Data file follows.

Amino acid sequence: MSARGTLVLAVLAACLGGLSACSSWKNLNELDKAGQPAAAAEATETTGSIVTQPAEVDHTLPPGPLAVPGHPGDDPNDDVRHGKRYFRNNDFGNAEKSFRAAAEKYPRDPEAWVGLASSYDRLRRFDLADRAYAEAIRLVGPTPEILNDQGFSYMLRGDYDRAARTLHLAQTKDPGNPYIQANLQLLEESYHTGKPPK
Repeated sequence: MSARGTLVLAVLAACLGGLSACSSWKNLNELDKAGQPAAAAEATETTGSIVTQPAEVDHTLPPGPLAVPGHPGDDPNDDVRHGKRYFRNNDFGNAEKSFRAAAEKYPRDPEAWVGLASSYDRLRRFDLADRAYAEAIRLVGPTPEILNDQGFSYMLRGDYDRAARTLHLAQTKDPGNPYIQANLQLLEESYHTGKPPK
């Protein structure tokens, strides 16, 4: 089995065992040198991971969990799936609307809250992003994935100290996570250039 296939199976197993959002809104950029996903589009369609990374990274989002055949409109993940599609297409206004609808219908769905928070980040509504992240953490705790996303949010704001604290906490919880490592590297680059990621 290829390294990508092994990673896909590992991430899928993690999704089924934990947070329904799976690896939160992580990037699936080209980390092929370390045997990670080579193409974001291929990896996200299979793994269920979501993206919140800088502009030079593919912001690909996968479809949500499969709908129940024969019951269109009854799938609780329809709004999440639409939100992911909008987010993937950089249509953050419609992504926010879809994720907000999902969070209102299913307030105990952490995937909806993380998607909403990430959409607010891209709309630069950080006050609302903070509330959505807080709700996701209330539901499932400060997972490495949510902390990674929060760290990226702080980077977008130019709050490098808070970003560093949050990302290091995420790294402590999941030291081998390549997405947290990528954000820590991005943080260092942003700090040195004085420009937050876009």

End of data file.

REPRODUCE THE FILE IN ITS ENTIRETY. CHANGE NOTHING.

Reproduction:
Amino acid sequence: MSARGTLVLAVLAACLGGLSACSSWKNLNELDKAGQPAAAAEATETTGSIVTQPAEVDHTLPPGPLAVPGHPGDDPNDDVRHGKRYFRNNDFGNAEKSFRAAAEKYPRDPEAWVGLASSYDRLRRFDLADRAYAEAIRLVGPTPEILNDQGFSYMLRGDYDRAARTLHLAQTKDPGNPYIQANLQLLEESYHTGKPPK
Repeated sequence: MSARGTLVLAVLAACLGGLSACSSWKNLNELDKAGQPAAAAEATETTGSIVTQPAEVDHTLPPGPLAVPGHPGDDPNDDVRHGKRYFRNNDFGNAEKSFRAAAEKYPRDPEAWVGLASSYDRLRRFDLADRAYAEAIRLVGPTPEILNDQGFSYMLRGDYDRAARTLHLAQTKDPGNPYIQANLQLLEESYHTGKPPK
């Protein structure tokens, strides 16, 4: 089995065992040198991971969990799936609307809250992003994935100290996570250039 296939199976197993959002809104950029996903589009369609990374990274989002055949409109993940599609297409206004609808219908769905928070980040509504992240953490705790996303949010704001604290906490919880490592590297680059990621 290829390294990508092994990673896909590992991430899928993690999704089924934990947070329904799976690896939160992580990037699936080209980390092929370390045997990670080579193409974001291929990896996200299979793994269920979501993206919140800088502009030079593919912001690909996968479809949500499969709908129940024969019951269109009854799938609780329809709004999440639409939100992911909008987010993937950089249509953050419609992504926010879809994720907000999902969070209102299913307030105990952490995937909806993380998607909403990430959409607010891209709309630069950080006050609302903070509330959505807080709700996701209330539901499932400060997972490495949510902390990674929060760290990226702080980077977008130019709050490098808070970003560093949050990302290091995420790294402590999941030291081998390549997405947290990528954000820590991005943080260092942003700090040195004085420009937050876009």